Citing a shortage of local biotech lab space, Abraxis BioScience Inc. recently moved its research and development operations to a facility it acquired in Costa Mesa.
But that doesn’t mean the high-flying West L.A. biotech, founded by biotech billionaire Patrick Soon-Shiong, has plans to leave Los Angeles County, company executives stressed. Abraxis already operates several facilities outside the state.
The company, which makes breast cancer drug Abraxane, had been performing R&D since 2006 at a rented facility in Marina del Rey. While that lease isn’t up for renewal for more than a year, Abraxis officials said the opportunity to buy a recently renovated facility in a down market couldn’t be passed up.
“If we had had a chance we would have preferred (R&D) to stay closer to Los Angeles,” said Michael Brunelle, vice president of acquisitions and development. “(But) we always prefer to own over renting when we can and had been looking for the right facility for a couple of years.”
The new R&D facility was owned by an Orange County drug company that no longer needed the site. A developer who acquired the 15-acre property in 2008 renovated and expanded the lab space; but the building has sat vacant for more than a year during the economic downturn.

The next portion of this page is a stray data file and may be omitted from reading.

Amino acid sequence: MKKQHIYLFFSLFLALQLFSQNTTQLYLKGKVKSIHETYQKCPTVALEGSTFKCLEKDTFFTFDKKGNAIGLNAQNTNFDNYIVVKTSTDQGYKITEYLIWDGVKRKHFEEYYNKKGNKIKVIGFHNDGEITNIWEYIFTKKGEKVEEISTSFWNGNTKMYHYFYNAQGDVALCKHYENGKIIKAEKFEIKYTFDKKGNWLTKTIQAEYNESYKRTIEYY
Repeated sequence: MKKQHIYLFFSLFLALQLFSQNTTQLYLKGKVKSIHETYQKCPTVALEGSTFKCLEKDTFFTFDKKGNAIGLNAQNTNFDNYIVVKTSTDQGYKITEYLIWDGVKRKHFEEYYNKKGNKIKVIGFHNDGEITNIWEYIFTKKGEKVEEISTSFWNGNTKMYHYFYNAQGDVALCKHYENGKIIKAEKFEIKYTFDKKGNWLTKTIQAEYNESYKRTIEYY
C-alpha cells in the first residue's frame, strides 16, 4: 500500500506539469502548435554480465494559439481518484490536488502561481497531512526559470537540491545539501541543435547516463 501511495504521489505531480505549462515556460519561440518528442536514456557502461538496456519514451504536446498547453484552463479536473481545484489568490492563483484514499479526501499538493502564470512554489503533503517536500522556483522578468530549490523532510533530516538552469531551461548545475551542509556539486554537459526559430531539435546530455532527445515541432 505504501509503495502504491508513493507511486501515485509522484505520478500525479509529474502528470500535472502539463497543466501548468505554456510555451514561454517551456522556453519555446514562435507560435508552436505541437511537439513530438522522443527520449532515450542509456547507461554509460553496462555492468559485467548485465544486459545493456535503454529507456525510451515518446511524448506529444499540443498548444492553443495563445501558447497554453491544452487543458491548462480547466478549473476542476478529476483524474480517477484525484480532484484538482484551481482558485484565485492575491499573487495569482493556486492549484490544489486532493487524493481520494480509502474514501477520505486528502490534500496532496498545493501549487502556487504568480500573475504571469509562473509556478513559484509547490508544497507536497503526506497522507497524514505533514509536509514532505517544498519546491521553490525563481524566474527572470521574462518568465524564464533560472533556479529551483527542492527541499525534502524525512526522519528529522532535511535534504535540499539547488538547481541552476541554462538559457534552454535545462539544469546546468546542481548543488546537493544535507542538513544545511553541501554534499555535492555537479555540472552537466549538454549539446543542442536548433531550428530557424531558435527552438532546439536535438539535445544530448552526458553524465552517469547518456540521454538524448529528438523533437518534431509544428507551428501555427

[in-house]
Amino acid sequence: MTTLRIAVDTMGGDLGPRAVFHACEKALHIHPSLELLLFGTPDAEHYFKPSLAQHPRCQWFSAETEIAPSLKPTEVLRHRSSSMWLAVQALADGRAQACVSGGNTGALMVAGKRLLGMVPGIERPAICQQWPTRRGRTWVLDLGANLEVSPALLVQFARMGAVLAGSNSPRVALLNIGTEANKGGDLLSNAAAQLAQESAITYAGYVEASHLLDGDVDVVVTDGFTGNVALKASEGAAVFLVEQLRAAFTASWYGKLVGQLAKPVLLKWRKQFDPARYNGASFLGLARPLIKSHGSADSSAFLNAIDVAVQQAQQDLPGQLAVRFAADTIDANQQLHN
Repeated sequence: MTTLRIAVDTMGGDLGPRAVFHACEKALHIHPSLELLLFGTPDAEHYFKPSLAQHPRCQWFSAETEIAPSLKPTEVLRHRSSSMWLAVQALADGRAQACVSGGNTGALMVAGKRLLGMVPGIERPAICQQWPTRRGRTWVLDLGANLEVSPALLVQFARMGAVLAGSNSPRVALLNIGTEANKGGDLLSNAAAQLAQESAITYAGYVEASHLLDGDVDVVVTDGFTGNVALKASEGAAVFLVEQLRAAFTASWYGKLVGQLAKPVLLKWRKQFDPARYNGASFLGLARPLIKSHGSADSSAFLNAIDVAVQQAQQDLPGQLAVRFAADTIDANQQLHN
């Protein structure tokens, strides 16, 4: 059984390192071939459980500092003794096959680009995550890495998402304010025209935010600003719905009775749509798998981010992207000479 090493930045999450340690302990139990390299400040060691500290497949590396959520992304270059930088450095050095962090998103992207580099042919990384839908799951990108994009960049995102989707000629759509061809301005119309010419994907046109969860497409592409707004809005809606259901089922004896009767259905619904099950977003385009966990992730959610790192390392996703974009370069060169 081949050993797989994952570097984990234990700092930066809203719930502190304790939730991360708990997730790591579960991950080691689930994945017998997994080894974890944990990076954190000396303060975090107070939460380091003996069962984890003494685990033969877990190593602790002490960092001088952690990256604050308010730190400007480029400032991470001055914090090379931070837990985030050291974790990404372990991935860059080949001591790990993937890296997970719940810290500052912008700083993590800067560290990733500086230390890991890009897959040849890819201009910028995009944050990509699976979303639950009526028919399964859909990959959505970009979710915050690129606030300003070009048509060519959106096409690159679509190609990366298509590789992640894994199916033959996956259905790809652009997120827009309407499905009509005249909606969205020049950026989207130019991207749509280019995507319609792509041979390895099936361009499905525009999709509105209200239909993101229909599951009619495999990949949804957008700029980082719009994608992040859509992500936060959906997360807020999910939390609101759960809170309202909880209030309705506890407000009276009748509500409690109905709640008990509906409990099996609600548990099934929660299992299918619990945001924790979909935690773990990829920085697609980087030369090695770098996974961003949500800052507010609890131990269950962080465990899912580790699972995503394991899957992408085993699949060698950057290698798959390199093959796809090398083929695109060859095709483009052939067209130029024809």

Taking advantage of the depressed market, Abraxis only had to pay $30.5 million for the 180,000-square-foot building and surrounding property, less than the cost of the renovations.
“We essentially got pristine lab space that would have cost us three to four times more if we had had to do it ourselves today,” Brunelle said.
The company is moving Marina del Rey’s 100 workers to the Costa Mesa facility, which will largely focus on developing new uses for Abraxane. The product relies on a proprietary nanotechnology that was developed by Soon-Shiong to deliver cancer drugs.
The lab also is developing drug applications outside of the cancer arena that will use the same drug delivery platform. Abraxane encapsulates a widely used chemotherapy drug in a human protein, getting more of the drug into cancer cells.
A planned spinoff company, Abraxis Health, will take over that research and also develop technologies to advance the new field of personalized medicine, a special interest of Soon-Shiong. Personalized medicine involves using information derived from a patient’s genetic code to determine which therapies or drugs would be most effective in treating a disease.
Soon-Shiong retired as Abraxis BioScience’s chief executive last year, but continues as executive chairman, and he will be CEO of Abraxis Health. The main company has yet to announce a date for the spinoff or how the two companies might share the Orange County facility.